Some decks, while using the French suits, give each suit a different color to make the suits more distinct from each other. In bridge, such decks are known as no-revoke decks, and the most common colors are black spades, red hearts, blue diamonds and green clubs, although in the past the diamond suit usually appeared in a golden yellow-orange. A pack occasionally used in Germany uses green spades (comparable to leaves), red hearts, yellow diamonds (comparable to bells) and black clubs (comparable to acorns). This is a compromise deck devised to allow players from East Germany (who used German suits) and West Germany (who adopted the French suits) to be comfortable with the same deck when playing tournament Skat after the German reunification.
Historical French decks with extra suitsEdit
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Numerous variations of the 52-card French deck have existed over the years. Most notably, Tarot Nouveau has a separate trump suit in addition to the four suits; however it is a series of cards of a different number and style than the suited cards. There have been many attempts at expanding the French deck to five, six or even more suits where the additional suits have the same number and style of cards as the French suits, but none have attained lasting popularity.
In 1895, Hiram Jones of the United States created one of the earliest decks with extra suits called International Playing Cards. In addition to the four standard French suits, it had two additional suits, red crosses and black bullets. (The bullets of that period were spherical, hence the pip was a circle.)
A number of the following out-of-print decks may be found, especially through on-line auctions.
Previously, Five Star Playing Cards (poker sized) were manufactured by Five Star Games, which had a gold colored fifth suit of five pointed stars. The court cards are almost identical to the diamond suit in a Gemaco Five-Star deck. Five-suit decks using the Star suit are still in print in differing designs through vendors such as Stardeck and Newton's Novelties.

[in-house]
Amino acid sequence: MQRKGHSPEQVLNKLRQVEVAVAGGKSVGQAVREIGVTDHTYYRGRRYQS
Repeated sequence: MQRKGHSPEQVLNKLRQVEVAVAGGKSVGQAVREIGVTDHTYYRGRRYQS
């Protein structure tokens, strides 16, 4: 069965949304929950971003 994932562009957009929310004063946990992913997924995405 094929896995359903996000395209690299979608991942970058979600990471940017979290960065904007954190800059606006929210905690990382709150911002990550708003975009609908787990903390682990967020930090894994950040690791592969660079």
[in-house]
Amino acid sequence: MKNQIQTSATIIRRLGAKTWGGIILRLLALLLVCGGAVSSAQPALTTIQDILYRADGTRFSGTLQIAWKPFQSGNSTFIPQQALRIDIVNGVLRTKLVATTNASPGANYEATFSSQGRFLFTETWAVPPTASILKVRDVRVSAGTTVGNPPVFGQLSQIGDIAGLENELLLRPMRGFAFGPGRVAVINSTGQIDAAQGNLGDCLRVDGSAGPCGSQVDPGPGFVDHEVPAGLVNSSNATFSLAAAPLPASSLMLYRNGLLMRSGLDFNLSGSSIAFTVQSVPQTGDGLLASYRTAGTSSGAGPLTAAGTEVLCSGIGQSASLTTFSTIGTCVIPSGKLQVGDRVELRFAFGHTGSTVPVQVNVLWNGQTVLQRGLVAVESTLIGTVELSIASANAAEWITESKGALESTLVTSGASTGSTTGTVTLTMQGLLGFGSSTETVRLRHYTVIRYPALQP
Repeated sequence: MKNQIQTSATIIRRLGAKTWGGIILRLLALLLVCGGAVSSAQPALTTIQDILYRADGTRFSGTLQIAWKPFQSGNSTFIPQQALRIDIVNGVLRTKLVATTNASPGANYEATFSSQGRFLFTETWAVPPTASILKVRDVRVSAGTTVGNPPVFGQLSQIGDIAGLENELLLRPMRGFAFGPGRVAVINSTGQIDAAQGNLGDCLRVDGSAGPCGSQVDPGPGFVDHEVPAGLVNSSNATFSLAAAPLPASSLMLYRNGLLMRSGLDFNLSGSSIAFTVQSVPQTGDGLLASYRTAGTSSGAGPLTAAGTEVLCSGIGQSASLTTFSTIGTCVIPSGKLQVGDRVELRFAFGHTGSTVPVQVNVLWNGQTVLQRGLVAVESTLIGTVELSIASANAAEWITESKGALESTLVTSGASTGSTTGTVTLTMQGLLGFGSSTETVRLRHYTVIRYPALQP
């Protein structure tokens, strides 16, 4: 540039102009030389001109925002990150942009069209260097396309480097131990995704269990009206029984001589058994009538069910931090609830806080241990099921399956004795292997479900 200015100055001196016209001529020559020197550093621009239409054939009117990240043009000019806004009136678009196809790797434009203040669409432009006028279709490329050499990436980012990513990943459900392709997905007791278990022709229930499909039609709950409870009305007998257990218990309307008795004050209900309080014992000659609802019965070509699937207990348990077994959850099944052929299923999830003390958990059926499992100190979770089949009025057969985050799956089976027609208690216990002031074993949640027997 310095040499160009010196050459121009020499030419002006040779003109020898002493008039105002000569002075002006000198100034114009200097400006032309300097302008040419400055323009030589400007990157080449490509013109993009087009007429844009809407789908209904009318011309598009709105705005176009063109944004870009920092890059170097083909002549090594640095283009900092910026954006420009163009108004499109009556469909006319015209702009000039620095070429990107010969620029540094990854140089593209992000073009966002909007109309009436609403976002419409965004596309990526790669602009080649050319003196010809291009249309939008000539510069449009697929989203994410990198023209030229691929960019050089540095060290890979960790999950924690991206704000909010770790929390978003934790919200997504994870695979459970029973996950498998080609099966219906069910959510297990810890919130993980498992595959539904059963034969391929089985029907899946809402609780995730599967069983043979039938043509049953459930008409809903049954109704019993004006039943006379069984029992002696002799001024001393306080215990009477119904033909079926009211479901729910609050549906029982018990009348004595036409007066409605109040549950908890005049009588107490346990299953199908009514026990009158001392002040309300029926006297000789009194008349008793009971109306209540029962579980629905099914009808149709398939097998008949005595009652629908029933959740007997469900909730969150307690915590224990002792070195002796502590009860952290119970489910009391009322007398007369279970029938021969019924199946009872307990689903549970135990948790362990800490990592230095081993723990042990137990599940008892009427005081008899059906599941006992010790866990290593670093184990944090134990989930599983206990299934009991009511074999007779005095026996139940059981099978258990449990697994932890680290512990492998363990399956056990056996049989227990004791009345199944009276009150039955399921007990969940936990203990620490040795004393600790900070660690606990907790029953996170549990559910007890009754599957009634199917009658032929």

Cadaco manufactured a game Tripoley Wild with a fifth suit (and other Wild Cards) which contain pips of all four standard suits (hearts, diamonds, spades, and clubs) on one card. That poker sized deck is not sold separately, but as part of boxed game. Five suited decks include Cinco-Loco Poker Playing Cards, produced by the USA Playing Card Company (not the United States Playing Card Company) which introduces a new suit design. The Cinco-Loco fifth suit uses a complicated pattern, with color designs in a repeating circular series of pentagrams with four traditional suits in a four color pattern, inner circles get increasingly smaller, the fifth symbol in the circle of pentagrams is a yellow pentagram. There are then a total of ten symbols in each of the outer and repeated in inner circles. The other suits use a four-color design.
5° Dimension is an 80-card deck introduced in 2007. The five suits are Hearts (red), Spades (black), Clubs (green), Diamonds (yellow) and Stars (blue). Each suit has 16 cards: 1 to 10, King, Queen, Jack, Princess, Ace (distinct from 1) and a Joker.
A commercially available five-suit poker (65-card) deck is Stardeck which introduces stars as a fifth suit. In the Stardeck cards, the fifth suit is colored a mixture of black and red. This fifth suit can be counted as either a Red or a Black suit dependent upon the game being played. There are also 2 special cards (or Jokers), 1 each of red and black and shown with that colour star in the corner, but no numeral or letter.
Estate Playing Cards designed in 2006, is a contemporary five-suit (62-card) deck which adds a fifth suit (estate) called Waves. Estate cards signifies the five estates identified as Waves (green), Hearts (red), Diamonds (orange), Clubs (blue) and Spades (black). The three Royals are replaced with two Family - Man and Woman. Jokers are replaced with Imperials (Pope and President). Most games can be played, however they become more involved. 5 Card Poker traditionally has over 2 million possible hands with Royal Flush as the lowest probability. Estate Poker has 5,461,512 possible hands with Family Flush as the lowest probability and new hands such as Five of a Kind.
Five Crowns is yet another five-suited deck similar to that of 5° Dimension, The suits are Hearts (red), Spades (black), Clubs (green), Diamonds (blue) and Stars (yellow) with no-revoke suits. The deck contains 3 Jokers but does not contain aces or twos, making the card count per deck 58.
Out of print is the Nu-Dek Sextet Bridge deck (copyright Ralph E. Peterson 1964, 1966), manufactured for Sextet Contract Bridge Associates ("SECOBRA") by the United States Playing Card Company. Two blue suits are added to the standard four: Rackets being a pair of crossed tennis rackets, and Wheels from a ship's steering wheel design.